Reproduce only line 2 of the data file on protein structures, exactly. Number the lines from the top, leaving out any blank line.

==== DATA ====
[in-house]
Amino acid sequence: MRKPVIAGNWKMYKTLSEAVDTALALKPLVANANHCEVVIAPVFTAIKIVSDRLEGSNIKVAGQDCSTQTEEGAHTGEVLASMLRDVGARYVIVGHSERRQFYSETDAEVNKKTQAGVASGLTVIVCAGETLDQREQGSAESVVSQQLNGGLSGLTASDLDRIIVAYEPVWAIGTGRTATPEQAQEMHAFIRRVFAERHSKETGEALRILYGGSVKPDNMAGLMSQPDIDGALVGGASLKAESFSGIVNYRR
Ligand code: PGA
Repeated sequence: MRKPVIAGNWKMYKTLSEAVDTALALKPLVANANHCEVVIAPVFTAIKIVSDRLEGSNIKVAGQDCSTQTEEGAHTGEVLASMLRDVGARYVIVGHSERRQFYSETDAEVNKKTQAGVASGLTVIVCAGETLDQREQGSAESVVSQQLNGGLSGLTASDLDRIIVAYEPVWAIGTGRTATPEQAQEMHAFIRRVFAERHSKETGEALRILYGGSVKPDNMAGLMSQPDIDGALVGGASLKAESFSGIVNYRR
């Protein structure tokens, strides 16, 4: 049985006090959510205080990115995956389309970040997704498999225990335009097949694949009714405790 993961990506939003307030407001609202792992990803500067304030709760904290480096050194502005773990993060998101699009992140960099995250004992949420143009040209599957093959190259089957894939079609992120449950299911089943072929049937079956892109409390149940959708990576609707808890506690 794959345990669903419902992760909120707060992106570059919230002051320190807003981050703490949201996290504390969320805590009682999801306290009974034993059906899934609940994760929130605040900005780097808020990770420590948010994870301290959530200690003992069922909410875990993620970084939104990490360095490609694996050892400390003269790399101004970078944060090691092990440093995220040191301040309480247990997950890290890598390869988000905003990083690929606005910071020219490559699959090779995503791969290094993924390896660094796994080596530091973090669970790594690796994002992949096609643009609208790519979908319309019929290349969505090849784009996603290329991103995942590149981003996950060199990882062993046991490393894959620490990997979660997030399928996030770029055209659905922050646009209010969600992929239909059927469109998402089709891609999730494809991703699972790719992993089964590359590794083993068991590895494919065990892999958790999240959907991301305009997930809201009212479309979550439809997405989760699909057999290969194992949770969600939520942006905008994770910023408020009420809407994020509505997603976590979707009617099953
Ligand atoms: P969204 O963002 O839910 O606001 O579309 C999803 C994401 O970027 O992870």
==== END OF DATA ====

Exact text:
Amino acid sequence: MRKPVIAGNWKMYKTLSEAVDTALALKPLVANANHCEVVIAPVFTAIKIVSDRLEGSNIKVAGQDCSTQTEEGAHTGEVLASMLRDVGARYVIVGHSERRQFYSETDAEVNKKTQAGVASGLTVIVCAGETLDQREQGSAESVVSQQLNGGLSGLTASDLDRIIVAYEPVWAIGTGRTATPEQAQEMHAFIRRVFAERHSKETGEALRILYGGSVKPDNMAGLMSQPDIDGALVGGASLKAESFSGIVNYRR